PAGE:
Thursday, June 10, 2010

Royal CU Awaits NCUA Approval on Bank Branch Sale

Royal Credit Union (Eau Claire, WI) in November 2009 entered into an agreement to purchase 11 branches from AnchorBank along with deposits and loans. Here are the links to AnchorBanCorp Wisconsin's 8K filing and Press Release.

Royal Credit Union will assume approximately $177 million in deposits and receive a corresponding amount in loans, real estate and other assets. The branches involved in the transaction are located in the Northwestern Wisconsin communities of Amery, Balsam Lake, Centuria, Menomonie, Milltown, New Richmond, Osceola, River Falls, St. Croix Falls, Somerset and Star Prairie. The depositors at these branches will become members of Royal Credit Union when the transaction is completed.

This deal is still awaiting regulatory approval from NCUA.

In my opinion, this transaction is a no brainer and should be approved by NCUA. But I also believe that such transactions should be a two way street.

It would be hypocritical for the credit union industry or its regulator to permit a credit union to buy a bank or bank branches along with the deposits and loans; but to restrict the ability of banks to do the same.

I know that some within the credit union industry will argue that a bank buying a credit union or credit union branches is not the same as a credit union buying a bank or bank branches, because there is a need to protect the interest of the credit union members. But as I wrote in a January 22, 2010 post,

There are ample protections for members, and members are more than capable of determining what is best for them financially.

Maybe the regulatory hold up in approving this transaction is that NCUA fears that it is opening Pandora's Box.

But what's good for the goose is good for the gander.

1 comment:

  1. Keith, wrong again. I know you econ guys aren’t too well trained in regulations and laws, so I will try to help with a painfully way-too-long lesson. The investment in your education may also be necessary because if this crisis goes on much longer, you may need a credit union employer.

    Buying bank branches is easy, but R.E. is considered a non-earning asset and subject to low statutory balance sheet limitations (Value of R.E. as percentage of total CU assets.) Transferring bank savings accounts requires matching depositor eligibility with a credit union’s field of membership, and/or acquiring variances in emergency situations. Bank loans, however, could be toxic. The ancient credit union elders speak of them as potential contagions, and have chiseled special commandments about holding them into the sacred stone tablets of law and regulation. Faithful credit union followers are told before acceptance, the dark crevices of the bank loan files need to be reviewed in special rooms by special federal examiners who probe for naughty things while wearing rubber gloves.

    The problem is that loans from the bank side are considered foreign assets, and therefore these alien-assets-from-elsewhere need to have their papers presented and approved by the credit union federal regulator before allowing assumption and co-mingling. Credit unions and banks have different regulators, different federal deposit insurance funds and different stewardship standards for the operation of these insurance funds.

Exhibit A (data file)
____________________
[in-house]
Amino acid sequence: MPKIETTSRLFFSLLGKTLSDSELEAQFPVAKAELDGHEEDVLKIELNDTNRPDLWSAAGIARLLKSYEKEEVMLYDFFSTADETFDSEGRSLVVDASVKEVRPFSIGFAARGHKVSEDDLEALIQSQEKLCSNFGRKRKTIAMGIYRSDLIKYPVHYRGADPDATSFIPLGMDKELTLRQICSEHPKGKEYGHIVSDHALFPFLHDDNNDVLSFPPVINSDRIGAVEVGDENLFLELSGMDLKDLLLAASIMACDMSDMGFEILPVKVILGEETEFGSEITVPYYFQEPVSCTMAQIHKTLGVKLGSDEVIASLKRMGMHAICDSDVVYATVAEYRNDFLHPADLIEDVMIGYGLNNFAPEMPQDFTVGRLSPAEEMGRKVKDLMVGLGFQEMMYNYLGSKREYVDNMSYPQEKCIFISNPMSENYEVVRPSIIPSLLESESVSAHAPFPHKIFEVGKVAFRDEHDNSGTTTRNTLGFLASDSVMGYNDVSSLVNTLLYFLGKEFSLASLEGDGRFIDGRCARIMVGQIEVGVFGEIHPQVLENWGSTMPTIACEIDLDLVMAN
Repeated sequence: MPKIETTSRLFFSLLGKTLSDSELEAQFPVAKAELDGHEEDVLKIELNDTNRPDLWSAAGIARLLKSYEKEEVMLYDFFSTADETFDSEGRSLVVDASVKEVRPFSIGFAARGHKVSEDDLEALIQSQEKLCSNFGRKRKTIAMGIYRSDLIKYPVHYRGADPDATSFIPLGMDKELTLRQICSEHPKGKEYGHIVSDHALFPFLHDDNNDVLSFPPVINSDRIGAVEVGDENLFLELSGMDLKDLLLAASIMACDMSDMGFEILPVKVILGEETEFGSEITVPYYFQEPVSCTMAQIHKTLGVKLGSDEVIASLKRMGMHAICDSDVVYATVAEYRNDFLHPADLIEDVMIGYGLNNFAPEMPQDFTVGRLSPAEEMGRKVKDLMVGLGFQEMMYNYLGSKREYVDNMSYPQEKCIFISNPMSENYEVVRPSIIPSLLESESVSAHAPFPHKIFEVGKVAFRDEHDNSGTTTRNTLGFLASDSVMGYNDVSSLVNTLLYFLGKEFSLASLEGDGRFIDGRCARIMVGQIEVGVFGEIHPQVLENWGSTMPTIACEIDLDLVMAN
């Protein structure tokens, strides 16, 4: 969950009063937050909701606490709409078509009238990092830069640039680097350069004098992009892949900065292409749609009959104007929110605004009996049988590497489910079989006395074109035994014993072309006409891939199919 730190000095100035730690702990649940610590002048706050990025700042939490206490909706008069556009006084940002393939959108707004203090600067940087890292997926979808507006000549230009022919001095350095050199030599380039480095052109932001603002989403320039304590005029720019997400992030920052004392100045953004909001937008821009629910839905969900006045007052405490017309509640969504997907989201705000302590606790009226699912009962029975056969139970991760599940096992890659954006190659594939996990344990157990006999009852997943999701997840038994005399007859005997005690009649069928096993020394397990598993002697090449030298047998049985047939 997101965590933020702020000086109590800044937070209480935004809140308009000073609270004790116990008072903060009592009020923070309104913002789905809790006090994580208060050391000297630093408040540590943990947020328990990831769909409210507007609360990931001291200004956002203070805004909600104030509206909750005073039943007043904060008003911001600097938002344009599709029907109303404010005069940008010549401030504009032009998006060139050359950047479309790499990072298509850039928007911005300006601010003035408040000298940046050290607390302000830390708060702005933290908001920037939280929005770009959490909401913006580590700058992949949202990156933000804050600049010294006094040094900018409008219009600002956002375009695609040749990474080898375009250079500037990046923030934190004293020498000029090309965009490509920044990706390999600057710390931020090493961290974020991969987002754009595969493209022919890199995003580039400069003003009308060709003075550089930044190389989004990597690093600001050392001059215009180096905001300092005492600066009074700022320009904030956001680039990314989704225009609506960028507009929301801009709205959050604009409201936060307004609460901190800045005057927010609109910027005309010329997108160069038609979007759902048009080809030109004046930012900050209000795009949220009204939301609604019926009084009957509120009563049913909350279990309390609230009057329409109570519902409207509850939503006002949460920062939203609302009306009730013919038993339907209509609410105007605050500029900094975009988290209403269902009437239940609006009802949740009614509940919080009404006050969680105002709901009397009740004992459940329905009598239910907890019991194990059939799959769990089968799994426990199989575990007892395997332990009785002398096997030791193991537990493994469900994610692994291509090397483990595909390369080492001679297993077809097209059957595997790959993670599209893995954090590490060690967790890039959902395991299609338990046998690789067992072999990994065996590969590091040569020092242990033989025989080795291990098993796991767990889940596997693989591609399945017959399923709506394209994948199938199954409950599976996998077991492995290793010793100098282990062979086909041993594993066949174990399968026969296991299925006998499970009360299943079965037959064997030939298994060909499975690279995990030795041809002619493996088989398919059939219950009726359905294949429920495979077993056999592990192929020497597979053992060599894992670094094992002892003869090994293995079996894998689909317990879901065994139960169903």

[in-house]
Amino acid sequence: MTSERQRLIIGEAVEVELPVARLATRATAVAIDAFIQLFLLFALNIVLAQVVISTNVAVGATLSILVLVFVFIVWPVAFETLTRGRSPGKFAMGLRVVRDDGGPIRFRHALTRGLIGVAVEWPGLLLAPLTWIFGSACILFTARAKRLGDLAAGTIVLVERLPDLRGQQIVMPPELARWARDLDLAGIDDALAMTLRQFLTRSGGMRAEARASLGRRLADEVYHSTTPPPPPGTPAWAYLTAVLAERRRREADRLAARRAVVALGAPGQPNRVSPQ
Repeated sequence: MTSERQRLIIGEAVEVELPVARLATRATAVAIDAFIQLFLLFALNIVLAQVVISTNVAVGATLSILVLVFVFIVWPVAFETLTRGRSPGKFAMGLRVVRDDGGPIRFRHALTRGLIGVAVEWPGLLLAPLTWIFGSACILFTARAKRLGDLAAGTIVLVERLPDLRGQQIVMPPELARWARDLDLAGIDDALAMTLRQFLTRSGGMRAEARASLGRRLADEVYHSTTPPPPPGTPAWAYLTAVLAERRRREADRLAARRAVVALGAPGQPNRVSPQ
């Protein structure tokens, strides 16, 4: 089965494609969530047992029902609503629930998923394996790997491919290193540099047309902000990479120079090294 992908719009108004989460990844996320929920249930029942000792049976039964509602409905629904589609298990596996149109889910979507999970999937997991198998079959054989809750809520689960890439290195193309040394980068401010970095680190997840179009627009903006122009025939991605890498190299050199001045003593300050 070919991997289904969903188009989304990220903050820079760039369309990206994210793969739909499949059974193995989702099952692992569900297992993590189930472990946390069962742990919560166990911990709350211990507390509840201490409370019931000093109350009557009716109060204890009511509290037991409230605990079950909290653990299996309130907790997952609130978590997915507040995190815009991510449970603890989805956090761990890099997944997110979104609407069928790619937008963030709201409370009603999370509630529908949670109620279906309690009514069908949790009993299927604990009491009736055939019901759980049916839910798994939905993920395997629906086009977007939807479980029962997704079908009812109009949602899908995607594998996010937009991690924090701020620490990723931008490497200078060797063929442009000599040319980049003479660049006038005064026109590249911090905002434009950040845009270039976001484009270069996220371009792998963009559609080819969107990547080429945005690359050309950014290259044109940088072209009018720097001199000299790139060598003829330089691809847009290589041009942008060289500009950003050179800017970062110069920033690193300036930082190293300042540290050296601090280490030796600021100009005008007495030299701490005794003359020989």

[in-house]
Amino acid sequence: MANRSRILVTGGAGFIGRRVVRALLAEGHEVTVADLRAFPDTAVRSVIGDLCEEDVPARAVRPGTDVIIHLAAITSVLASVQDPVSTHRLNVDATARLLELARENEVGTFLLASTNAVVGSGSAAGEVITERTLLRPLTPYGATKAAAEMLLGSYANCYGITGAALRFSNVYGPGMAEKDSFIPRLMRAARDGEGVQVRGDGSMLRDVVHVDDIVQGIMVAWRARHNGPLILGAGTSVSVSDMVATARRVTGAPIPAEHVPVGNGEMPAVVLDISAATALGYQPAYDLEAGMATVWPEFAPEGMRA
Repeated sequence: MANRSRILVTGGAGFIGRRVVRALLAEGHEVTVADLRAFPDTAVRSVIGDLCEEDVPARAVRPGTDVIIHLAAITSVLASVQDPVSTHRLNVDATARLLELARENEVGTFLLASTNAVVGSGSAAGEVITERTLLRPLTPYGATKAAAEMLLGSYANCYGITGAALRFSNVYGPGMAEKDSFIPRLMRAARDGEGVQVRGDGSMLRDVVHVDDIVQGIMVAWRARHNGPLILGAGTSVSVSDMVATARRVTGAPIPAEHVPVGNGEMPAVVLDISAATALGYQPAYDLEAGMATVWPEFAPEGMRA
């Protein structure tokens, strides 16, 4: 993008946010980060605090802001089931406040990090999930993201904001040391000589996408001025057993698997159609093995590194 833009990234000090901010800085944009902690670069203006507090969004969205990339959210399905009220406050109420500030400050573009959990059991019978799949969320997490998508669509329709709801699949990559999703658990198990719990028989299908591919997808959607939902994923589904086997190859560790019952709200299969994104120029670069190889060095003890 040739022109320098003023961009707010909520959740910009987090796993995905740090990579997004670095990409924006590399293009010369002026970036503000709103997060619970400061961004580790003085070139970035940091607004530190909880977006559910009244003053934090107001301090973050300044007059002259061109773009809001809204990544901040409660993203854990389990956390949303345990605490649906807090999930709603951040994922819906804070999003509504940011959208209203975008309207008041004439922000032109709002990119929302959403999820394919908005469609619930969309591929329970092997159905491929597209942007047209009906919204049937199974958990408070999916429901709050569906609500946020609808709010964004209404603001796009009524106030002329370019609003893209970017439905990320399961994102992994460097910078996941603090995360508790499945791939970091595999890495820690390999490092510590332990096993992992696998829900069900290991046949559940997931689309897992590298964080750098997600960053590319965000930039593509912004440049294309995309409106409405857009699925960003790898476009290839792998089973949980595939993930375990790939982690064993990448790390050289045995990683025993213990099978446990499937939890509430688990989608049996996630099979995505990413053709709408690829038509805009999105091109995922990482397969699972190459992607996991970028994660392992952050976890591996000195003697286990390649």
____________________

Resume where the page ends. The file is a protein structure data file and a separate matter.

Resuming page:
Any reasonable Ph.D. educated economist (PEE, or PHDEE?) might think what’s the big darn difference (BDD) between NCUA and FDIC, and why can’t our federal Agencies just get along—at least so our institutions can do asset sales & swaps (ASS) back and fourth? Does NCUA worry that FDIC insured bank assets are unholy, unworthy, of doubtful quality or otherwise unfit for credit unions? The answer may be “Yes”. Delinquency rates and non-performing assets ratios run twice as high in FDIC institutions, the current banking crisis seems to stem from unchecked risk taking by bankers, FDIC’s current negative equity is thought to be indicative of past oversight shortcomings, and in the not so distant past there have been actual technical bankruptcies of bank insurance funds BIF and SAIF. Most banks only do retail part-time. Bank stuff, not so good; or only half as good? And/or look at the current criticism of all institutions regulated by OTS, such as WaMu and IndyMac and Countrywide Bank. Where did those FDIC insured bank assets go? Reasonable caution is warranted. The ancient but wise credit union elders (ABWCUE) were right.

    It’s not a bank branch issue; it’s what’s sometime found inside the branches. It’s a standards problem. Credit union standards are higher than bank standards. Credit unions’ regulator spends the time to review foreign assets because all credit unions share joint responsibility for insurance fund losses—rather than running to the American taxpayer as in the imaginary banker-world where all losses seek to be socialized to further enrich stockholders. Instead of shooting semi-veiled disparagement toward NCUA in the Royal CU/AnchorBank matter, it might be better for us all to join together in the spirit of universal love, to count—then address--the Pandora’s Box of problems inside FDIC.

    PS. As for banks buying CUs, perhaps if you ask nicely the elders of the IRS (EOTIRS) can give you an equally-way-too-long dissertation about the principles and spirit of United States tax codes in the conversion of tax-exempt, charitable and philanthropic organizations into for-profit endeavors, as well as the unallowable capture of equity or reserves previously earned and set aside for a specialized tax-exempt purpose.



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